Although economic problems are everywhere, before the rain falls.

Why it matters: The market has been pricing in the risk of an economic slowdown as inflation continues to rise.

  • But business is good and Consumer spending – the backbone of the US economy – remains strong because workers have more money and “jobs are plentiful,” according to JPMorgan CEO Jamie Dimon.

Running a story: Americans will spend 10% more than they did last year and about 30% more than in 2019, Dimon said this morning on a call with analysts while reviewing the results of the second quarter. (They have fallen short of Wall Street’s expectations.)

  • In the same call, CFO Jeremy Barnum said that the nation’s largest bank “has not yet focused on reinvesting in discretionary spending, including low-income segments.”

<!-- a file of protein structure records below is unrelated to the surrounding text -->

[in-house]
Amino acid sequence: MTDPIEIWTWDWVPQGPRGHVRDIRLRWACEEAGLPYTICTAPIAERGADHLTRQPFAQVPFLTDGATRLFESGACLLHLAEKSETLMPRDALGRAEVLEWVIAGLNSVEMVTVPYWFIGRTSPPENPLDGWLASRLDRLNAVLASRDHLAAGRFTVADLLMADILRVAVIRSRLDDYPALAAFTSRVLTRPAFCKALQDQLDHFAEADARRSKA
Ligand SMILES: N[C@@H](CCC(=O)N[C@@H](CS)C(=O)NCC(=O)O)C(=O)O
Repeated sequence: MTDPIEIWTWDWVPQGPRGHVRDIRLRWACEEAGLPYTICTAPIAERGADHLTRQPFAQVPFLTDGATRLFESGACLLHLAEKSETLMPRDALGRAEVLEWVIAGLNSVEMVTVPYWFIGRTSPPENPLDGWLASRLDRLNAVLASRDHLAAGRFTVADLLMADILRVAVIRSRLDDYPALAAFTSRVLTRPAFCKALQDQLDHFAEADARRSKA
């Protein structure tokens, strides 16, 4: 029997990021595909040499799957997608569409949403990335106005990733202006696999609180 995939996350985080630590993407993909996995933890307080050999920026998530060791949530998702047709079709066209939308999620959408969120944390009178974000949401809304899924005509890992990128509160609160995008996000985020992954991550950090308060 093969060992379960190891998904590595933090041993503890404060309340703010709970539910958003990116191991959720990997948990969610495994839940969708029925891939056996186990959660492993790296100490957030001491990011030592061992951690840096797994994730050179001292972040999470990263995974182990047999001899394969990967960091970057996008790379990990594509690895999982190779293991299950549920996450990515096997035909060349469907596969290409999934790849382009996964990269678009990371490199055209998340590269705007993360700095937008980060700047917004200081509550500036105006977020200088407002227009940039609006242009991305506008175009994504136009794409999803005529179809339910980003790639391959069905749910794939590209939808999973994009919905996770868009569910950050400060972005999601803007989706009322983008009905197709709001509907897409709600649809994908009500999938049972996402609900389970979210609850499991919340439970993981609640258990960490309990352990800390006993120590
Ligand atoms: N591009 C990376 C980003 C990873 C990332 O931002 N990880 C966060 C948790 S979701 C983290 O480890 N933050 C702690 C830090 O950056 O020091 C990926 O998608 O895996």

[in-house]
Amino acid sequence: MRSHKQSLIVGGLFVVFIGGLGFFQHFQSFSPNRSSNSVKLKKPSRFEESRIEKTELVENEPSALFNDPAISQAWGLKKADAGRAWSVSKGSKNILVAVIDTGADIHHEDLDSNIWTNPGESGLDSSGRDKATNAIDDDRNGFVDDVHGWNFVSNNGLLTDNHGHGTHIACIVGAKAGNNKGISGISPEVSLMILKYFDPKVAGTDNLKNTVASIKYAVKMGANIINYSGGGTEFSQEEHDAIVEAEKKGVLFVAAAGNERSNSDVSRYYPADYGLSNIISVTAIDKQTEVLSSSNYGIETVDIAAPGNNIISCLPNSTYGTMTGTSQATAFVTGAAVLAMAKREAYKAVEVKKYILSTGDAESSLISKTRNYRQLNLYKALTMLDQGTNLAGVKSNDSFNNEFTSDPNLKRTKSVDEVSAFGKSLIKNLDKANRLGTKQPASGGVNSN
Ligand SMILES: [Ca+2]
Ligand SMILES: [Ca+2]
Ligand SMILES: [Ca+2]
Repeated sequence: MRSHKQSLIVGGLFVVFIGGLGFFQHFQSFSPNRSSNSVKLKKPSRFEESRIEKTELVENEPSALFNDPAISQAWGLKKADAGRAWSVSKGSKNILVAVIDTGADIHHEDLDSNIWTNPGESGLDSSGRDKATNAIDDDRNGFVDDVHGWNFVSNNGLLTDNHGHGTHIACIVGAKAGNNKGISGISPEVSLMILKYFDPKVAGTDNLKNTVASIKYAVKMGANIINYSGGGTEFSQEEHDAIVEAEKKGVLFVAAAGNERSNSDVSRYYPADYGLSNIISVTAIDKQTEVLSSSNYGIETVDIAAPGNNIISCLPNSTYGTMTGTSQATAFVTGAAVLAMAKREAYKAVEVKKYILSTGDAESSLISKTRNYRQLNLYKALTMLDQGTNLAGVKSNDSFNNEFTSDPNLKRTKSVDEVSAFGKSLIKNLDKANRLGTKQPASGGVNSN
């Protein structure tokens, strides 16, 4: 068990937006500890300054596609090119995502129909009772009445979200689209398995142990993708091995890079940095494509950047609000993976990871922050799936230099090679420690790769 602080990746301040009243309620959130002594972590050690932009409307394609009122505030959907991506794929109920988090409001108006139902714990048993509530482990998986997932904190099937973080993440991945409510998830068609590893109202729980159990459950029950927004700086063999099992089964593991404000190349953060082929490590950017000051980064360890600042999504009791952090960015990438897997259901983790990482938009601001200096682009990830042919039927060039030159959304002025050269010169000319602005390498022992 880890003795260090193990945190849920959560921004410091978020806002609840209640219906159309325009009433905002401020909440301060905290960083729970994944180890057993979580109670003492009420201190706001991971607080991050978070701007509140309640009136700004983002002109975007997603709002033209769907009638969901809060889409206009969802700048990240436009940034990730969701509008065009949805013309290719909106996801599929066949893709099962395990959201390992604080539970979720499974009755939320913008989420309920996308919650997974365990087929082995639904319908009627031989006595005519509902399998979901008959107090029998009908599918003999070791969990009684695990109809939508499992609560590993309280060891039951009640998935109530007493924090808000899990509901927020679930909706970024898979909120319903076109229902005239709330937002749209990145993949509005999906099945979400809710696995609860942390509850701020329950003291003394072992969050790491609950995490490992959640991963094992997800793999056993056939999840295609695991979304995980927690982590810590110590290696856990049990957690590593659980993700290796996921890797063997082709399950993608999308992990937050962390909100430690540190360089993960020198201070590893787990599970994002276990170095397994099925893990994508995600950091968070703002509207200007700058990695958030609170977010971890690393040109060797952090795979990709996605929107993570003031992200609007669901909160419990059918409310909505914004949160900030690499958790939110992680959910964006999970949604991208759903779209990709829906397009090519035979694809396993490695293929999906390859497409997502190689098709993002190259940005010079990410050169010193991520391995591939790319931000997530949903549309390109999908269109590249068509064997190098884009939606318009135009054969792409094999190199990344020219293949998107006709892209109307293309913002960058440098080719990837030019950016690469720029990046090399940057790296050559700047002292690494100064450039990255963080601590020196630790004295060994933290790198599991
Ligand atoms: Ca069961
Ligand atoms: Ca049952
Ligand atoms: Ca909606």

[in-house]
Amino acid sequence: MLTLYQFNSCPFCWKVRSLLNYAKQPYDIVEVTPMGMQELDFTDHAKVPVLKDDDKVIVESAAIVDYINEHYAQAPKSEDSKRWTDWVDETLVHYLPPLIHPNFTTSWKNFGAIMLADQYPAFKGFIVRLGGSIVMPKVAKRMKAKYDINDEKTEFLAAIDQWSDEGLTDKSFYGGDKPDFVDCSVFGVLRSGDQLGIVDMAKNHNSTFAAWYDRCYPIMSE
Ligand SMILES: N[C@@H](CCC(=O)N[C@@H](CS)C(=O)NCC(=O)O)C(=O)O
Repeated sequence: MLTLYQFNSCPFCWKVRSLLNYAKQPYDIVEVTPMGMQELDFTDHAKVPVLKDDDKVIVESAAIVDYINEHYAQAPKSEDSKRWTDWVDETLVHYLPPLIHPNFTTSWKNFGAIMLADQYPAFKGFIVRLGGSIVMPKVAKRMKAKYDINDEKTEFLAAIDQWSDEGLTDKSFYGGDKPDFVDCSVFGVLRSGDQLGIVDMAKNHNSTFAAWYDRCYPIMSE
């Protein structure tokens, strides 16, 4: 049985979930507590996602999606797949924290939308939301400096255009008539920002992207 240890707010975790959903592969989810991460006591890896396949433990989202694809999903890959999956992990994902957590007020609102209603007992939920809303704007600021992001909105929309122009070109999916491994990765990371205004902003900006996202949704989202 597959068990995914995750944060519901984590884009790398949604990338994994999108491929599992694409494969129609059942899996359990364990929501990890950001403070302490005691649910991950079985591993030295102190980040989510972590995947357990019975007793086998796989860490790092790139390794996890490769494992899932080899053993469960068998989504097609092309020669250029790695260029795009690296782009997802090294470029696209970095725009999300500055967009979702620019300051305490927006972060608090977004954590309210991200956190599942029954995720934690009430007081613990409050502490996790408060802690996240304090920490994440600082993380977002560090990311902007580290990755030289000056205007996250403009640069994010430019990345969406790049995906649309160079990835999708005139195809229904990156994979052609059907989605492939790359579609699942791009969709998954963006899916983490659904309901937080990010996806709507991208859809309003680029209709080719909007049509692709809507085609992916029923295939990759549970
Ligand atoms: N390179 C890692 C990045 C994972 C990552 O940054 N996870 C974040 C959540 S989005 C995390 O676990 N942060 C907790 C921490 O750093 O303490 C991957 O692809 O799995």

On the number: Spending on travel and dining jumped 34% over last year, Barnum said, as consumers shifted their interests from goods to services this year.

  • The combination of loans and repayments has increased by 15%, he added.

Yes, but: Rising prices are eroding take-home pay, leading to greater reliance on credit cards, which could limit future growth.

  • Real hourly earnings fell 1% from May to June, and 3.6% from June last year to this year, according to government data released this week.

What they say: “The most important economic signal in the next few weeks will happen [be] Earnings are released as companies report them,” Gargi Chaudhuri, head of BlackRock’s iShares Investment Strategy Americas, wrote earlier this week.

  • Specifically, Chaudhuri and his team will be keeping a close eye on which companies can continue to sell premium prices to consumers, and which sectors are driving lower forecasts.

Main picture: “Even when we get into trouble, [consumers are] going into the economy with less energy, in better shape than they did in ’08 and ’09, and in better shape than they did in 2020,” Dimon said.

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